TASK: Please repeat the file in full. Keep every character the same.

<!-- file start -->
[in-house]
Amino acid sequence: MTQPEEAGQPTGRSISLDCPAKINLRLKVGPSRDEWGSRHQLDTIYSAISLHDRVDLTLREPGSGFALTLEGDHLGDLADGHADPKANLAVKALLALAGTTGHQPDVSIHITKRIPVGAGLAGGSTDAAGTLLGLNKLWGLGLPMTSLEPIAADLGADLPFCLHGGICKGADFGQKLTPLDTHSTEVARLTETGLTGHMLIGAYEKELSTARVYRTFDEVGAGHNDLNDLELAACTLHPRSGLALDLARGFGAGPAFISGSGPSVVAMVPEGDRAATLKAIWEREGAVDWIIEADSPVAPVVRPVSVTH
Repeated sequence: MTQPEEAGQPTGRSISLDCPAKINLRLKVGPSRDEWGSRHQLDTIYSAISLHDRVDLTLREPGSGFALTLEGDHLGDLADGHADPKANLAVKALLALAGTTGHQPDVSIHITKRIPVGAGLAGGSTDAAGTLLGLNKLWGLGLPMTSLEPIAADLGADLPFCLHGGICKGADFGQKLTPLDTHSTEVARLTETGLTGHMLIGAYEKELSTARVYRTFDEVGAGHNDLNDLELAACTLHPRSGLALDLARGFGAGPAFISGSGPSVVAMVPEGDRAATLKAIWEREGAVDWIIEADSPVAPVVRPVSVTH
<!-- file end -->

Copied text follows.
[in-house]
Amino acid sequence: MTQPEEAGQPTGRSISLDCPAKINLRLKVGPSRDEWGSRHQLDTIYSAISLHDRVDLTLREPGSGFALTLEGDHLGDLADGHADPKANLAVKALLALAGTTGHQPDVSIHITKRIPVGAGLAGGSTDAAGTLLGLNKLWGLGLPMTSLEPIAADLGADLPFCLHGGICKGADFGQKLTPLDTHSTEVARLTETGLTGHMLIGAYEKELSTARVYRTFDEVGAGHNDLNDLELAACTLHPRSGLALDLARGFGAGPAFISGSGPSVVAMVPEGDRAATLKAIWEREGAVDWIIEADSPVAPVVRPVSVTH
Repeated sequence: MTQPEEAGQPTGRSISLDCPAKINLRLKVGPSRDEWGSRHQLDTIYSAISLHDRVDLTLREPGSGFALTLEGDHLGDLADGHADPKANLAVKALLALAGTTGHQPDVSIHITKRIPVGAGLAGGSTDAAGTLLGLNKLWGLGLPMTSLEPIAADLGADLPFCLHGGICKGADFGQKLTPLDTHSTEVARLTETGLTGHMLIGAYEKELSTARVYRTFDEVGAGHNDLNDLELAACTLHPRSGLALDLARGFGAGPAFISGSGPSVVAMVPEGDRAATLKAIWEREGAVDWIIEADSPVAPVVRPVSVTH